By Kerry J. Bryson, Office of the State Appellate Defender
Defendant was convicted of four counts of aggravated discharge of a firearm based upon his firing a gun one time in the direction of four peace officers. The primary issue in the Illinois Supreme Court was whether a single shot could support multiple convictions of aggravated discharge.
The Illinois Supreme Court noted that to resolve this issue it had to determine the “unit of prosecution” for aggravated discharge, that is whether the offense allows one conviction per discharge or per person. This is a question of statutory interpretation, and the fundamental rule is to ascertain and give effect to the intent of the legislature. It is well-established that the best indication of legislative intent is the plain language of the statute.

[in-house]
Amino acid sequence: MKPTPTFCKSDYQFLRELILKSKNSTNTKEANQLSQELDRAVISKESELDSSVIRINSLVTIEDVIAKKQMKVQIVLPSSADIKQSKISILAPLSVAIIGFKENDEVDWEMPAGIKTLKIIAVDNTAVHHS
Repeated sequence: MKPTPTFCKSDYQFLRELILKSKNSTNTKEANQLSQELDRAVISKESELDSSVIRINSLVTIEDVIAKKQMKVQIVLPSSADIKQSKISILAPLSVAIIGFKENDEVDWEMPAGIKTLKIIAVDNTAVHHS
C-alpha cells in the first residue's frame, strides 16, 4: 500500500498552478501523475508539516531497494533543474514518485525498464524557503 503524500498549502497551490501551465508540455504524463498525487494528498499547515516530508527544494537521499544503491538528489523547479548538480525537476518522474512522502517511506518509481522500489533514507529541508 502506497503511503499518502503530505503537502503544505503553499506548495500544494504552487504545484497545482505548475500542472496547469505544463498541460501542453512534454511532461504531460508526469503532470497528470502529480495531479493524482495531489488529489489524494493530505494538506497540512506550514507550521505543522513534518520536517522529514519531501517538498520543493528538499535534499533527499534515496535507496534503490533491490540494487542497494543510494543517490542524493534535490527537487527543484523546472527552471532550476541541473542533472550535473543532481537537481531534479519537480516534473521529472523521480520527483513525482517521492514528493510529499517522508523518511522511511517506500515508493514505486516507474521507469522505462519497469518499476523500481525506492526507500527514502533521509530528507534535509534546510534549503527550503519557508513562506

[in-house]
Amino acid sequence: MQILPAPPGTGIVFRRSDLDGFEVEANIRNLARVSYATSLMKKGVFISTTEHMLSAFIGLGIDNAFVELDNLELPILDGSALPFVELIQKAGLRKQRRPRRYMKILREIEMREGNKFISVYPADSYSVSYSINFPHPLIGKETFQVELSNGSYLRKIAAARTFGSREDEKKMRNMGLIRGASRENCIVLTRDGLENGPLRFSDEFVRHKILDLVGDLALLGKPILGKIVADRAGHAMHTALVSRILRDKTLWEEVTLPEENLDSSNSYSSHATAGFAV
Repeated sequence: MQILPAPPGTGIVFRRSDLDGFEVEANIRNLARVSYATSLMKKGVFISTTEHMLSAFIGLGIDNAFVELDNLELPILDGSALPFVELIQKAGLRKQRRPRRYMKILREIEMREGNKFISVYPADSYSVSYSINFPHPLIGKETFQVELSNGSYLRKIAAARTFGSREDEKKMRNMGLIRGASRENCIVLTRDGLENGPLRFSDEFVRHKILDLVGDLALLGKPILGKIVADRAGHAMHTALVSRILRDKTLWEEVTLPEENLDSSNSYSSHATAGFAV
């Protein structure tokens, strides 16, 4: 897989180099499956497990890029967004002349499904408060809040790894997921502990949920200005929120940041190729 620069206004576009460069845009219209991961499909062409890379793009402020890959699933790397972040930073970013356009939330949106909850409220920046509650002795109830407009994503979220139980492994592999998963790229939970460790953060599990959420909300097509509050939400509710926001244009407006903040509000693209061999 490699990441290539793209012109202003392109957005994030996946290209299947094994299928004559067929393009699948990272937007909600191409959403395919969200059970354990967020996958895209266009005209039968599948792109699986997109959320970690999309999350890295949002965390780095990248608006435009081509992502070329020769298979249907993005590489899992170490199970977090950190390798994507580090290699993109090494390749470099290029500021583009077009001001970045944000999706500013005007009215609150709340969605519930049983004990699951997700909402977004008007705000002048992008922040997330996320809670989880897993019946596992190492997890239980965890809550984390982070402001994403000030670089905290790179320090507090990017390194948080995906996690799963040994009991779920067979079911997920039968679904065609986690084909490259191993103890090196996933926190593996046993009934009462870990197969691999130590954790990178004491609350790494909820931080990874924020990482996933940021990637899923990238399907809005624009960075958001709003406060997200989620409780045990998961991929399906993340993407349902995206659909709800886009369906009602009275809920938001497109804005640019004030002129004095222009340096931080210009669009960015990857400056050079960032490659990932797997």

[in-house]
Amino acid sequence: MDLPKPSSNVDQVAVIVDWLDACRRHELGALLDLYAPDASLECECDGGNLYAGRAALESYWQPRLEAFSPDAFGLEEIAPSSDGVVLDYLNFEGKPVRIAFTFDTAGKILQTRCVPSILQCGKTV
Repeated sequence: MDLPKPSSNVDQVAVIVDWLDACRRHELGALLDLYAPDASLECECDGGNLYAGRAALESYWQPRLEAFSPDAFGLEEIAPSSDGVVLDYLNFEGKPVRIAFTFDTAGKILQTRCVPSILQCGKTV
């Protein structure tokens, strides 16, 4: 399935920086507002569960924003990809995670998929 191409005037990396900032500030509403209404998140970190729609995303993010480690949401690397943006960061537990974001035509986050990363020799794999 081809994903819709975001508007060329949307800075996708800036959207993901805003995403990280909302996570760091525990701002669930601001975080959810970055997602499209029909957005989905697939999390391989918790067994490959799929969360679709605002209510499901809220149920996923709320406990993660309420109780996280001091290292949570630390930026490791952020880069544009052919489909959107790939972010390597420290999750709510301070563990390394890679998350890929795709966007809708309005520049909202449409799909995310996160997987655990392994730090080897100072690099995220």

The unit of prosecution analysis is controlled by “what the statute seeks to prohibit.” For instance, the unit of prosecution in burglary is the number of “unlawful entries,” not the number of crimes the offender intends to commit in the premises, because the primary concern of the statute is the unlawful entry (People v. Scott, 43 Ill. 2d 135 (1969)). Similarly, for aggravated DUI based on causing great bodily harm, the unit of prosecution is the act of driving under the influence, and thus only a single conviction can be had even where more than one victim is injured (People v. Lavallier, 187 Ill. 2d 464 (1999)).